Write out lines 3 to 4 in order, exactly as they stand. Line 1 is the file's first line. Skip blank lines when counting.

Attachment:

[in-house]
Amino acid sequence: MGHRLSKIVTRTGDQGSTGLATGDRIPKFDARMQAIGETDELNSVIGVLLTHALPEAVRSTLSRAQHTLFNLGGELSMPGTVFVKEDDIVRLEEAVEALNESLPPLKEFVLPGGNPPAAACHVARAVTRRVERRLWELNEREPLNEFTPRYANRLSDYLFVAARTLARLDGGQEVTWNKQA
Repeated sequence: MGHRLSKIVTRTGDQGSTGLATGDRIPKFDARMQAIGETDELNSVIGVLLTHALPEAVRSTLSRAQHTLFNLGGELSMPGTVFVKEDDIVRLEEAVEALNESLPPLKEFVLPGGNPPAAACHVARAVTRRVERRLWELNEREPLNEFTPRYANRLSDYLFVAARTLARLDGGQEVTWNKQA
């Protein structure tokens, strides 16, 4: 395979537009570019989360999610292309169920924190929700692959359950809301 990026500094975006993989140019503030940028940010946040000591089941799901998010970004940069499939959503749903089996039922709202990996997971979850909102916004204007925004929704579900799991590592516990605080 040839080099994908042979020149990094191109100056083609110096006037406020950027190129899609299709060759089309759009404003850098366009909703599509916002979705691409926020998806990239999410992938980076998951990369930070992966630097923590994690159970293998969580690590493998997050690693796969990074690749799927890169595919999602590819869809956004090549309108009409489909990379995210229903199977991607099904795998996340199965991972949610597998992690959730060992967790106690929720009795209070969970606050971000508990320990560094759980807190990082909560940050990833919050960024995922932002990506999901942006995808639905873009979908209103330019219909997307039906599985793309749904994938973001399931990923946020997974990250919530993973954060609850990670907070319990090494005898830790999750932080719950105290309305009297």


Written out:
Repeated sequence: MGHRLSKIVTRTGDQGSTGLATGDRIPKFDARMQAIGETDELNSVIGVLLTHALPEAVRSTLSRAQHTLFNLGGELSMPGTVFVKEDDIVRLEEAVEALNESLPPLKEFVLPGGNPPAAACHVARAVTRRVERRLWELNEREPLNEFTPRYANRLSDYLFVAARTLARLDGGQEVTWNKQA
């Protein structure tokens, strides 16, 4: 395979537009570019989360999610292309169920924190929700692959359950809301 990026500094975006993989140019503030940028940010946040000591089941799901998010970004940069499939959503749903089996039922709202990996997971979850909102916004204007925004929704579900799991590592516990605080 040839080099994908042979020149990094191109100056083609110096006037406020950027190129899609299709060759089309759009404003850098366009909703599509916002979705691409926020998806990239999410992938980076998951990369930070992966630097923590994690159970293998969580690590493998997050690693796969990074690749799927890169595919999602590819869809956004090549309108009409489909990379995210229903199977991607099904795998996340199965991972949610597998992690959730060992967790106690929720009795209070969970606050971000508990320990560094759980807190990082909560940050990833919050960024995922932002990506999901942006995808639905873009979908209103330019219909997307039906599985793309749904994938973001399931990923946020997974990250919530993973954060609850990670907070319990090494005898830790999750932080719950105290309305009297």